Last fall Dr. Jessica Brown and Dr. Elaine Wexler-Mitchell attended The American Association of Feline Practitioners annual conference in Indianapolis.  The meeting focuses were gastroenterology and endocrinology.  The doctors gained knowledge in gastrointestinal tract and various hormonal diseases.

Dr. Amanda Page, Melissa Tompkins our Practice Manager, and technician Erika Flint attended the CVC Veterinary conference in San Diego this past December.   Dr. Page was able to attend a hands-on feline surgical lab where she practiced various techniques relating to intestinal and urinary system surgeries with the guidance of a board certified surgeon.  She was excited to implement the new techniques with our surgical patients and to share the new techniques with our team.  Melissa attended courses on veterinary management that enable us to better serve our clients and patients, improve communication and ensure a safe work environment.  She also had the opportunity to network with other management professionals and share ideas.  Erika’s favorite lecture topic was feline diarrhea.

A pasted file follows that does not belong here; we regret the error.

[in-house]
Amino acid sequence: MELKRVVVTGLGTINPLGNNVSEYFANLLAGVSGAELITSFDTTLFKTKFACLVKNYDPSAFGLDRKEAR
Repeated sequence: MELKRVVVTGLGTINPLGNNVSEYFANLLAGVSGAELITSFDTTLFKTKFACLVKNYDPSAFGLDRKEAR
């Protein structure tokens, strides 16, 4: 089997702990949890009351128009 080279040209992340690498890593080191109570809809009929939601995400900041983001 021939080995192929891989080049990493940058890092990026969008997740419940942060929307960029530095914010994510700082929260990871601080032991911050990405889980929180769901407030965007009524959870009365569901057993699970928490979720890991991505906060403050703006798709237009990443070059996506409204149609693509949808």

A national survey found that 58% of pet parents stated their cats hated going to the vet, and because of this many cats miss out on obtaining proper healthcare.  Dr. Page, Melissa and Erika attended courses on minimizing stress for cats in the hospital.  The three of them are collaborating on ways to make veterinary visits more comfortable and less stressful for our furry friends and their parents. Ask us how we can help make your cat’s visit less stressful from home, to carrier, to car ride, to arrival at the hospital!